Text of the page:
The Crime of Crimes

An Argumentative Essay on the Worst Crime Ever

Image source: http://www. slate .com/

People have been on the planet Earth for many, many years, and in those many years, there have been thousands and thousands of heinous crimes committed. Those crimes include the following: child and spousal abuse, rape, burglary, stolen identity, and murder. Many people would say that murder is the worst crime anyone could ever even fathom committing. Others would argue that rape takes the cake. Although it almost always comes down to a matter of personal opinion, rape will always be worse than murder.

First, before making an argument towards why rape is far worse than murder, the definition of both terms should be identified. Murder is defined by the United States Department of Justice as “the unlawful killing of a human being.” Rape is defined by the United States Department of Justice as “the penetration, no matter how slight, of the vagina or anus with any body part or object, or oral penetration by a sex organ of another person, without the consent of the victim.” Both definitions should speak for themselves as to why the former is the more subjacent, yet still terrible, of the two crimes.

Next, it is to be stated that murder affects an entire family, and often times even an entire community. However, despite popular belief, so does rape. Whether it is an adult or a child of any gender, sexuality, or race, rape will have a larger impact than murder. If Billy, age 47, is murdered, he still has it better than Molly, age 18, who was raped. Billy will never have to deal with the aftermath of his death, unlike Molly, who will forever have her rape holding over her head.

After someone is murdered, sadness and sorrow pass over their family and community members for a period of time after their death. However, eventually, the grief is reserved only for holidays and events, but is lost on other days of the year. After someone is raped, they have to deal with that for the rest of their lives, and most times, so does the family and community members as well. Victims of rape can often develop post traumatic stress disorder, depression, physical pain, and dissociation. These can lead to things such as: self harming, lack of trust, feelings of guilt and helplessness, and even suicide. No human being should ever have to be put through anything so unbearable.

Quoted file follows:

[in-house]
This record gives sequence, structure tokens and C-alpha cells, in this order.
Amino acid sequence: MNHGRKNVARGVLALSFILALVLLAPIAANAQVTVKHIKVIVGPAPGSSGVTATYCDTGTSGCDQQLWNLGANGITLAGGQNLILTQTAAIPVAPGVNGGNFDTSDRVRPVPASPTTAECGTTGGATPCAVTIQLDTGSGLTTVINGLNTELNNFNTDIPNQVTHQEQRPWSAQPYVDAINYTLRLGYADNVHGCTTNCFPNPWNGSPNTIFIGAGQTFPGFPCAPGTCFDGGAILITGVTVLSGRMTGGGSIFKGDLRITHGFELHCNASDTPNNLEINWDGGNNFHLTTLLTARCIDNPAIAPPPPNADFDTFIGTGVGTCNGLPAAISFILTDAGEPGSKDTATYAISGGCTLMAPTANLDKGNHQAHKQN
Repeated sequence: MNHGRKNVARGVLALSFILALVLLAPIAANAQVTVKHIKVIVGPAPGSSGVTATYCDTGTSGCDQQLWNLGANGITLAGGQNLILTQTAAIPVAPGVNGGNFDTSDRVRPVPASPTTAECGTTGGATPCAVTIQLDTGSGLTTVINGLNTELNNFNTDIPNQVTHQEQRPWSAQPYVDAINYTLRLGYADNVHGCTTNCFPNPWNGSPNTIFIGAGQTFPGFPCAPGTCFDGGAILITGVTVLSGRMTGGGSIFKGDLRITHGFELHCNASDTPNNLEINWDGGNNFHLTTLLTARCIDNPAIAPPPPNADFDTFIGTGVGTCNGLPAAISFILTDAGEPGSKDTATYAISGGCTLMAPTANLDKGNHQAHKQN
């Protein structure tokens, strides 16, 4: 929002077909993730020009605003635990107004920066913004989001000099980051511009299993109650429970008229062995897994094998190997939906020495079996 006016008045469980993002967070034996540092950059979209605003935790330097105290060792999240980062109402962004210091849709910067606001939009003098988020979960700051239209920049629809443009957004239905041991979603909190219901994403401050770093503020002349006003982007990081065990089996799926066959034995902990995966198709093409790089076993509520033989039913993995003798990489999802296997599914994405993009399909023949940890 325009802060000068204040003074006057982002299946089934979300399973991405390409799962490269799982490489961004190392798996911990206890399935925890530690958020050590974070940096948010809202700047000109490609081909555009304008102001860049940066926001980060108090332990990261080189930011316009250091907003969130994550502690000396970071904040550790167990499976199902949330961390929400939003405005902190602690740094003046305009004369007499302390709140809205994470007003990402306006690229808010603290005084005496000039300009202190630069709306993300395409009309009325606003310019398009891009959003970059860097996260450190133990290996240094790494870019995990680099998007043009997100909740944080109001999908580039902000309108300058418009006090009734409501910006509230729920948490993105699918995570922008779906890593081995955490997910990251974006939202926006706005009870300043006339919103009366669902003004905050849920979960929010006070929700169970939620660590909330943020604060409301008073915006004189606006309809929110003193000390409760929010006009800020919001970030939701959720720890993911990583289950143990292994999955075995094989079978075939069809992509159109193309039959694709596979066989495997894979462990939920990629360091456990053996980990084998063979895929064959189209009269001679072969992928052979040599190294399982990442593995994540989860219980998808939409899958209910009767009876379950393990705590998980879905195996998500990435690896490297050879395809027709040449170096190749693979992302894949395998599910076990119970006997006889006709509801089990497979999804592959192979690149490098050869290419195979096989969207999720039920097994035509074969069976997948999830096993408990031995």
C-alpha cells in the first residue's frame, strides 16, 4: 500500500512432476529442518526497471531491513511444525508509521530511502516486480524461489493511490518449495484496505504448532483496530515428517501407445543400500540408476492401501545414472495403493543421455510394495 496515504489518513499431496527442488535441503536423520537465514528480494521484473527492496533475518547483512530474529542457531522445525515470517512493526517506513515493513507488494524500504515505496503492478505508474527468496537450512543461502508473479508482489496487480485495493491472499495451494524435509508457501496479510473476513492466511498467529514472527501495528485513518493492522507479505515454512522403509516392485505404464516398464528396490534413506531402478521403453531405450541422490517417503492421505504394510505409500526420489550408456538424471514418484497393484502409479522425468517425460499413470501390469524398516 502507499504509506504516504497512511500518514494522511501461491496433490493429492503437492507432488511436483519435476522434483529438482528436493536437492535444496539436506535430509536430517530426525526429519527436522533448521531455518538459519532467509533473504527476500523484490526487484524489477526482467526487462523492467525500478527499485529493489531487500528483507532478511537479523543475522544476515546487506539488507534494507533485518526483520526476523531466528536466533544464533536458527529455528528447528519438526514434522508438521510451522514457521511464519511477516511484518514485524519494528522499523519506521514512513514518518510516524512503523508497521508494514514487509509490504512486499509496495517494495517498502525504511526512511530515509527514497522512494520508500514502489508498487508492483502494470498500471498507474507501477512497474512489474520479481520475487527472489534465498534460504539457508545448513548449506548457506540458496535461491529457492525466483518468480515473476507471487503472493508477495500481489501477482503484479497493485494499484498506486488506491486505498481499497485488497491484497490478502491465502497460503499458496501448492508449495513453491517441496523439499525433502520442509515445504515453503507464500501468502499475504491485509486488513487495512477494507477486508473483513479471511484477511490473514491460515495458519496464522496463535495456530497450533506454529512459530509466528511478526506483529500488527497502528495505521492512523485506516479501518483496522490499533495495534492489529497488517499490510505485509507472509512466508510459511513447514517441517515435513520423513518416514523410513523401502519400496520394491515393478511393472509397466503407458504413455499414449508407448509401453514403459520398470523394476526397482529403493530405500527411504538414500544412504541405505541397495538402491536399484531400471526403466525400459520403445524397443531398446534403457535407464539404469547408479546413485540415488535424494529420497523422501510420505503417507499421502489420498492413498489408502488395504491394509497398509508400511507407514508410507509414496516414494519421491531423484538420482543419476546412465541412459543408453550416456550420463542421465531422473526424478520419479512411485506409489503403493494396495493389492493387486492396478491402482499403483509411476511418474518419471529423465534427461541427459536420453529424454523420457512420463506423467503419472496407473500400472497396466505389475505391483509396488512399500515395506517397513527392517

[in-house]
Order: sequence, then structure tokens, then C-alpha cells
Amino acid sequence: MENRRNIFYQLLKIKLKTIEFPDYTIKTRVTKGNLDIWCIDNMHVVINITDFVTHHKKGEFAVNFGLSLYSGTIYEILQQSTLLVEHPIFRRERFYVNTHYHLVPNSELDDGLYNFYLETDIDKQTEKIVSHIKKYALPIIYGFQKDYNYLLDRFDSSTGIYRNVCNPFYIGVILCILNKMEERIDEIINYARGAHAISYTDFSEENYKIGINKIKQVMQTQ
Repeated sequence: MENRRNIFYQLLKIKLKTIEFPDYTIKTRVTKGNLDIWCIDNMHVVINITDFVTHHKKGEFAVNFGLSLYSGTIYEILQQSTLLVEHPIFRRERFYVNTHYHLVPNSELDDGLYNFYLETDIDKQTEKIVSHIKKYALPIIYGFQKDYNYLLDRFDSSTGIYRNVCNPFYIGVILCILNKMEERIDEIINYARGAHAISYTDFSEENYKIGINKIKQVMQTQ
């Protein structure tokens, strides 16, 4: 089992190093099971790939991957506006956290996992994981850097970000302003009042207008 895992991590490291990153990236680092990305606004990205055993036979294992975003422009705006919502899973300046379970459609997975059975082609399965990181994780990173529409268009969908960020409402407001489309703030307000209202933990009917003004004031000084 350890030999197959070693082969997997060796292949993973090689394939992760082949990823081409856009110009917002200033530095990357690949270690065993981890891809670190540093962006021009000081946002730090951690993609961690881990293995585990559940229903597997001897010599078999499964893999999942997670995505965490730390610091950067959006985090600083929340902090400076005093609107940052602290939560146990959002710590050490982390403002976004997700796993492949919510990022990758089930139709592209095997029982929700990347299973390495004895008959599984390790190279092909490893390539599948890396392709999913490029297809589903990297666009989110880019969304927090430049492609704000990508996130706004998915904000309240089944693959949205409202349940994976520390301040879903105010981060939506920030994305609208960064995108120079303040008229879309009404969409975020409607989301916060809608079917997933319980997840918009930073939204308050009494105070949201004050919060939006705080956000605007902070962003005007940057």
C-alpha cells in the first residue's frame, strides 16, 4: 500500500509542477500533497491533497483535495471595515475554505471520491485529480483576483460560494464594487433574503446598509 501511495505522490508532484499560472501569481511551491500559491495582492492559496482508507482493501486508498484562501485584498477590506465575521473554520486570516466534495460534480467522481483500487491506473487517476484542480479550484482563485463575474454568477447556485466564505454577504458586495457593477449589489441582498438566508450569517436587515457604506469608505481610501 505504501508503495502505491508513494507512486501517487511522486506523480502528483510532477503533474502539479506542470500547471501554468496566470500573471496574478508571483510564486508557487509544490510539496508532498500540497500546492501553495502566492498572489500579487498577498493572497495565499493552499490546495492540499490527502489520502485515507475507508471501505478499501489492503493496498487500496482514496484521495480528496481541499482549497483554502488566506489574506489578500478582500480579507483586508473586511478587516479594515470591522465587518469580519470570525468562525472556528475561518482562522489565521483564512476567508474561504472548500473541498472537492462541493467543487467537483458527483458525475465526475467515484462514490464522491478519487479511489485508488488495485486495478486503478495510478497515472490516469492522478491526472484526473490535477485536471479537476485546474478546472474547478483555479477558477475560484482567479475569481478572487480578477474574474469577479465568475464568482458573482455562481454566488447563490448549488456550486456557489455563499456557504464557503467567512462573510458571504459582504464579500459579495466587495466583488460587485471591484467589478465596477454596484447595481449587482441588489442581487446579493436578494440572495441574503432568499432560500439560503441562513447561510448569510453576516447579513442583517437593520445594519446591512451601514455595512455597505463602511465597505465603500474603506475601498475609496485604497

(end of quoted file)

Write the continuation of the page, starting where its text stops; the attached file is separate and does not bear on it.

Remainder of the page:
Lastly, it is to be noted that rape can result in even more than most people will ever realize. Pregnancy due to rape is currently at forty-four percent. One study conducted by doctors by the New England Journal of Medicine showed that, out of 204 raped women, forty-three percent had obtained one form of sexually transmitted infection or another. About thirty-six percent of all rape cases happened in individuals that were between the ages of twelve and seventeen, many of which lost their virginity to rape. No one can decide when they are going to die, however, everyone should get a say in what they do with the days that they are living.

Crimes are inevitable, and the act of committing them will almost never come to an end. No one can be stopped from committing murder or rape without any effort. So, stopping rape should be the biggest priority. It is not until rape is solved that the United States should start worrying about the murder statistics, as rape is a more horrible crime.

Sources:

"An Updated Definition of Rape." U.S. Department of Justice. N.p., n.d. Web. 25 May 2016.

Carole, Jenny, M.D., and Et. All. "Sexually Transmitted Diseases in Victims of Rape — NEJM." New England Journal of Medicine. N.p., n.d. Web. 25 May 2016.

"Dru Sjodin National Sex Offender Website." Facts and Statistics. N.p., n.d. Web. 25 May 2016.

"Effects of Sexual Assault and Rape." Joyful Heart Foundation. N.p., n.d. Web. 25 May 2016.

N.p., n.d. Web. 25 May 2016.

"1536. Murder -- Definition And Degrees." U.S. Department of Justice. N.p., n.d. Web. 25 May 2016.

IMAGE: http://www.slate.com/articles/news_and_politics/crime/2016/03/calls_for_service_data_are_the_best_way_to_analyze_crime_why_don_t_cities.html

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